The Strictly glitter ball is getting ready to sparkle once again and so we asked our resident Clinical Psychologist, Dr Kerry Ashton-Shaw, to explain the science behind the infamous Strictly Curse.
Taking part in Strictly involves intense, physically intimate relationships between dance partners. Spending large amounts of time together, being part of an exciting, dramatic emotional rollercoaster of an experience…it’s not hard to imagine how this can lead to intense feelings developing between two people.
But from a neuropsychological perspective what’s going on? Why do celebs in long-term, seemingly committed relationships put their relationship at risk or end it altogether when they have been part of Strictly? How powerful are those sequins?!
At the beginning of a romantic relationship our brains can release ‘attraction’ chemicals that make us feel intense excitement and pleasure around this new person. Adrenaline can make our pupils dilate, our heart beat faster and set off butterflies in our stomach; dopamine can give us that intense rush of pleasure; serotonin and oxytocin can increase feelings of attraction and attachment. We want to spend more time with them, we feel alert and energised. This is exciting and addictive! Overtime these intense feelings (and the related chemicals) can change and develop into a more committed relationship. Vasopressin can come into play as the relationship moves from attraction towards something deeper and more committed. We feel calmer and more secure in the relationship.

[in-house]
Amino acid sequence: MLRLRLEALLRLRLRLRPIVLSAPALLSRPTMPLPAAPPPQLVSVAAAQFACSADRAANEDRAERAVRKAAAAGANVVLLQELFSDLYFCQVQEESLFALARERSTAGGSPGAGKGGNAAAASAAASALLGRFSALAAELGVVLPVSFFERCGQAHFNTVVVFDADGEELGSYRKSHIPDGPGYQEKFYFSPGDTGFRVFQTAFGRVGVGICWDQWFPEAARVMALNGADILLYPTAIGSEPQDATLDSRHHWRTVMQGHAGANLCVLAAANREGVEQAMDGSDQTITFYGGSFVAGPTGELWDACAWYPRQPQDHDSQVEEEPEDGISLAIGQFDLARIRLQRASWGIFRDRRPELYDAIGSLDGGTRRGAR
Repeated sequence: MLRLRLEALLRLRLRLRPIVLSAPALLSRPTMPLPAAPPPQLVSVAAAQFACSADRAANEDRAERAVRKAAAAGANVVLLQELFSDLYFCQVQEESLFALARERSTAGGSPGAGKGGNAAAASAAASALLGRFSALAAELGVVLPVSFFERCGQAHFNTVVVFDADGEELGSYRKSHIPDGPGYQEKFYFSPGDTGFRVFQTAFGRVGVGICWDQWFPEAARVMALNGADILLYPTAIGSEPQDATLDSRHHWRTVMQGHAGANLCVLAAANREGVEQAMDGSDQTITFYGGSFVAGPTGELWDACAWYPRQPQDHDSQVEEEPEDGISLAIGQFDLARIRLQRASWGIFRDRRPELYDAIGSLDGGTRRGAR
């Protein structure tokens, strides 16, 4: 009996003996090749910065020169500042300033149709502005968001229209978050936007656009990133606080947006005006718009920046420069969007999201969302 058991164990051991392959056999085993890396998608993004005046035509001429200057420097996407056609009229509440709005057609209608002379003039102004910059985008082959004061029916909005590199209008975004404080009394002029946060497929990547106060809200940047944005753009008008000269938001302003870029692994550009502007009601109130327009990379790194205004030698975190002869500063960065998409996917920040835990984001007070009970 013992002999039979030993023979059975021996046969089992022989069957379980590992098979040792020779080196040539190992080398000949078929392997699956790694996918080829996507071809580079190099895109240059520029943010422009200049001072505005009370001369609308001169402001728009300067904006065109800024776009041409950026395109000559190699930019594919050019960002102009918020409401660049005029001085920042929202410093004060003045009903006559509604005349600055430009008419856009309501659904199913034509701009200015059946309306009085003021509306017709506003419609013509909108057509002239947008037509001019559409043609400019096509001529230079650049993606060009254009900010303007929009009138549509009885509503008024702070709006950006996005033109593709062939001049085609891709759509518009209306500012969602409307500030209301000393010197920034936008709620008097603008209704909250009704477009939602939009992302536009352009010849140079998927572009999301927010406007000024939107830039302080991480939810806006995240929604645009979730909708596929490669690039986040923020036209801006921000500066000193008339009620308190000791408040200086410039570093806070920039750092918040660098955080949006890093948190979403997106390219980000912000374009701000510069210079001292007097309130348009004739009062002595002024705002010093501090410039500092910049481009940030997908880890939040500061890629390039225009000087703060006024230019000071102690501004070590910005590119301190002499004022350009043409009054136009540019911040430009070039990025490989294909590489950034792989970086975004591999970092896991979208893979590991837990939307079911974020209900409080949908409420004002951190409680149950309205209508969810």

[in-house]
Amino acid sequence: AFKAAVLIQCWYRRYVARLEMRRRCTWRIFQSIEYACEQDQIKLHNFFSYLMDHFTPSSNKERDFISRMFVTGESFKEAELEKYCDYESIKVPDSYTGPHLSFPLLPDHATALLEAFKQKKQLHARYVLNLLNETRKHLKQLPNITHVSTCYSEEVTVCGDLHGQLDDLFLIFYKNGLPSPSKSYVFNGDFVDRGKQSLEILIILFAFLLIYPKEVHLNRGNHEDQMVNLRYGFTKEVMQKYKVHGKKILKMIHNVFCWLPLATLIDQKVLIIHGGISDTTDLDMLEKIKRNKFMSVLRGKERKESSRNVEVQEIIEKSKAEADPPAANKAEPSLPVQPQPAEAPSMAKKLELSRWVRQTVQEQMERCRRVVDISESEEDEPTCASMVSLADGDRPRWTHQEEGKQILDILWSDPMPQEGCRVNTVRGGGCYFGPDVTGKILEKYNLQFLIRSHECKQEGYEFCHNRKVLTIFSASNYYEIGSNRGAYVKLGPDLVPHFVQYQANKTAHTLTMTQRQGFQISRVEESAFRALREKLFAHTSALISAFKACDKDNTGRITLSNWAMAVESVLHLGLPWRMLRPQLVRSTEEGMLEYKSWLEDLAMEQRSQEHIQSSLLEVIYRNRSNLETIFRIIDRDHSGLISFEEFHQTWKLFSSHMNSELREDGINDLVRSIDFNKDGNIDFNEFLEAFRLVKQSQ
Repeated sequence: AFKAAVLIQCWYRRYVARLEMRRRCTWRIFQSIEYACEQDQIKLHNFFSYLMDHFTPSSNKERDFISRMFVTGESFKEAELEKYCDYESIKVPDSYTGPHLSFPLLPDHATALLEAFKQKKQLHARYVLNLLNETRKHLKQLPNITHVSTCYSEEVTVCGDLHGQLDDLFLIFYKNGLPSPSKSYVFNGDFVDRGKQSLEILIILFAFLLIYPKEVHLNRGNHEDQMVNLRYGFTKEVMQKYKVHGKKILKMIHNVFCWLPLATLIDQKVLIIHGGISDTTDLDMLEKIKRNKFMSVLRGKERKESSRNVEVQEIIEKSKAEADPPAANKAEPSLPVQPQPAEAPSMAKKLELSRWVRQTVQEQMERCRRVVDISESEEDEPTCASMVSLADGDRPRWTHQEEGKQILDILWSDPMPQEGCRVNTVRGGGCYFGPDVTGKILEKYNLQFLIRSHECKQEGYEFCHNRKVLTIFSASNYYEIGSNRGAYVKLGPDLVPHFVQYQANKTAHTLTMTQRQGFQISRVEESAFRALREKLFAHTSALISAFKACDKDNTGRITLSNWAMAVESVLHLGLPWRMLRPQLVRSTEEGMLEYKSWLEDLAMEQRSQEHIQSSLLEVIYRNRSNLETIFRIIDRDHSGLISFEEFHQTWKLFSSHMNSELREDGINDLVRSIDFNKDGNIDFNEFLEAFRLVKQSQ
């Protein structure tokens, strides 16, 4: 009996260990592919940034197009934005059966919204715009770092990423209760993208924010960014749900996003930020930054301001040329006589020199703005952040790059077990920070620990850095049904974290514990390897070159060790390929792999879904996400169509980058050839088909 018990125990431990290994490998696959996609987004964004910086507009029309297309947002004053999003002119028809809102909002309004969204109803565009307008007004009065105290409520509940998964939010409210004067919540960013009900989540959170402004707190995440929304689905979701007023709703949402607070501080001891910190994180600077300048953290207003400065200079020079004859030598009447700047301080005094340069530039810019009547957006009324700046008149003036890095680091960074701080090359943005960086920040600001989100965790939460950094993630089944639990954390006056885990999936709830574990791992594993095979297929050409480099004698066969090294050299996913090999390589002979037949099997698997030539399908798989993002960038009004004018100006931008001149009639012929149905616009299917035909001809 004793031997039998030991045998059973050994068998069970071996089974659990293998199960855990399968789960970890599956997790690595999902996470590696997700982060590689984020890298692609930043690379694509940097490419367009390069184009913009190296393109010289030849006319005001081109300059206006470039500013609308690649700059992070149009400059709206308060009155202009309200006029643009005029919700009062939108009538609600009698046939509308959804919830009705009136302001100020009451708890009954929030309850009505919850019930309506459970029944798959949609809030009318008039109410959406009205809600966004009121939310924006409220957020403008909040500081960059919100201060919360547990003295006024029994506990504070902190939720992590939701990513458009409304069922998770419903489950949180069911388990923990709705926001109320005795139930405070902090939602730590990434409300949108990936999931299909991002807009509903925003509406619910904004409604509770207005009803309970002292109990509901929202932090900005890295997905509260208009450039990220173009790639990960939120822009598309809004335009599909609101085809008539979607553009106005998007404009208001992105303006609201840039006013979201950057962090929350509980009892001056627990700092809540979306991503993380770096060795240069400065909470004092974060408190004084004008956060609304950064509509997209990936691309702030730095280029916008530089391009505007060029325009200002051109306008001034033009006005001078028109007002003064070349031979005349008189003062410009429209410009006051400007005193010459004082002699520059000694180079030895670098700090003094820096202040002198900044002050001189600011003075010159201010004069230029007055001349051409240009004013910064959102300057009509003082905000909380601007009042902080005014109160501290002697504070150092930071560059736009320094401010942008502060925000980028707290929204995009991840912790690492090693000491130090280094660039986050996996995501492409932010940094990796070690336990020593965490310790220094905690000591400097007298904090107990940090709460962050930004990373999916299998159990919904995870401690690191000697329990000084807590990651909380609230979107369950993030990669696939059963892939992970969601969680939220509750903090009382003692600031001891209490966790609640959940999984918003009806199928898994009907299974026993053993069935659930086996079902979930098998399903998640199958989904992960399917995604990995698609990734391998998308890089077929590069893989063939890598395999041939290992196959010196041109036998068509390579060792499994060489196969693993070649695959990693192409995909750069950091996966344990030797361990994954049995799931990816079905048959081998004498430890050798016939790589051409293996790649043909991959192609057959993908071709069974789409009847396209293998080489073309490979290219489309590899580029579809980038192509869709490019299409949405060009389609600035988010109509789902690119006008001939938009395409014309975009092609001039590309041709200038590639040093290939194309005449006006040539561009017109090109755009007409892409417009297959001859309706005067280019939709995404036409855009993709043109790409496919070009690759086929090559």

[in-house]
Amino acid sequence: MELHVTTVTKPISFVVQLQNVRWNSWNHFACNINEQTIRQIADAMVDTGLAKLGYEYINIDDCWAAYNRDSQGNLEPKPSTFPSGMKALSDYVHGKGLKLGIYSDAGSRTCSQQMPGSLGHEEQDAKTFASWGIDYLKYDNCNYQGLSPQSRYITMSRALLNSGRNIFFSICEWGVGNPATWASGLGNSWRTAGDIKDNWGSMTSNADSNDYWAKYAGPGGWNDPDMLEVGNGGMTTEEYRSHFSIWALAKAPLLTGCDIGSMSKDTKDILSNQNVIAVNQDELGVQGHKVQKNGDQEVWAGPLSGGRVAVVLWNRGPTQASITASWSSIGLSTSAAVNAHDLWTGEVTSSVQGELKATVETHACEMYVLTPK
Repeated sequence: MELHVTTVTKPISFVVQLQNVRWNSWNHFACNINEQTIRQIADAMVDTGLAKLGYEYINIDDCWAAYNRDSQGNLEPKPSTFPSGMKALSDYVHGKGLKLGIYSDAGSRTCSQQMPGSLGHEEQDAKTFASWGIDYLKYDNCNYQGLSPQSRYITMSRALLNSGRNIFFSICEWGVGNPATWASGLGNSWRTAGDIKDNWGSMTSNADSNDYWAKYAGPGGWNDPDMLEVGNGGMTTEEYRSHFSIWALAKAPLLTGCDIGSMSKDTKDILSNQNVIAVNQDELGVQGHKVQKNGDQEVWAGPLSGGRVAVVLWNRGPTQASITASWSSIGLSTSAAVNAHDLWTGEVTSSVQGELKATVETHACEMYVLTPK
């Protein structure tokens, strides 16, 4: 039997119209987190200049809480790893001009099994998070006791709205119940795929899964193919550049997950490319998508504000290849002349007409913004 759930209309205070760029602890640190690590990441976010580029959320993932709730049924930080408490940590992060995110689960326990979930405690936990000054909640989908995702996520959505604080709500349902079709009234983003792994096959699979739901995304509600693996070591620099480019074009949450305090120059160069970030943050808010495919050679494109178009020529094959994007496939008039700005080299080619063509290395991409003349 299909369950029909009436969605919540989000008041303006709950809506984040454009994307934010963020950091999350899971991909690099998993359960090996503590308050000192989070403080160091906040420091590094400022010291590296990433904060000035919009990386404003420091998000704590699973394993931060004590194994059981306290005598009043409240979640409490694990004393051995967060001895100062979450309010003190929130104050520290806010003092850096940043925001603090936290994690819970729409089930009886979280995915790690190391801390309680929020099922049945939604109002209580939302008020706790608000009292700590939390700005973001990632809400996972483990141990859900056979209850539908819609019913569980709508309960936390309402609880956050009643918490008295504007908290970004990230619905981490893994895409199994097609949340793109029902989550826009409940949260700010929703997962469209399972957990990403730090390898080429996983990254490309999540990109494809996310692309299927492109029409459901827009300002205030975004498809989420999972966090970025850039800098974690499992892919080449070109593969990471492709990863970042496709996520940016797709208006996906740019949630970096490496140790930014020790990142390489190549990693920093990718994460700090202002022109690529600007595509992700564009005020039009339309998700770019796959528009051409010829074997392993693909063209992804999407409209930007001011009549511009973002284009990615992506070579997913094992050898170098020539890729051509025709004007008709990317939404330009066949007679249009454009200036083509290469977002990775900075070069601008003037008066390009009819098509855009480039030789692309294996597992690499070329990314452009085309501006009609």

The intensity of the relationship between dance partners training and performing together on Strictly is the perfect opportunity for the ‘attraction’ chemicals to be released and, it seems in some cases, to move towards something more committed
But, of course, not all relationships are stricken by the Strictly Curse. Why is that? We have to question a few things. Were the relationships in difficulty anyway? Did the challenge and achievement of taking part in Strictly boost self-esteem – giving certain celebs the ‘push’ they needed to waltz off from an unhappy relationship?
One thing is for certain, we can all try to ‘Strictly Proof’ our relationships. If you’d score yourselves below a sev-en, talk about it. You may find a way to fall back in step. If on the other hand, it’s tens across the board – work at keeping those ‘attraction’ chemicals going. Date nights and doing new things together will do that. Why not even slip on some sequins and learn to dance with your partner? That glitterball can sparkle for us all! And don’t forget – keep dancing!
Dr Kerry Ashton-Shaw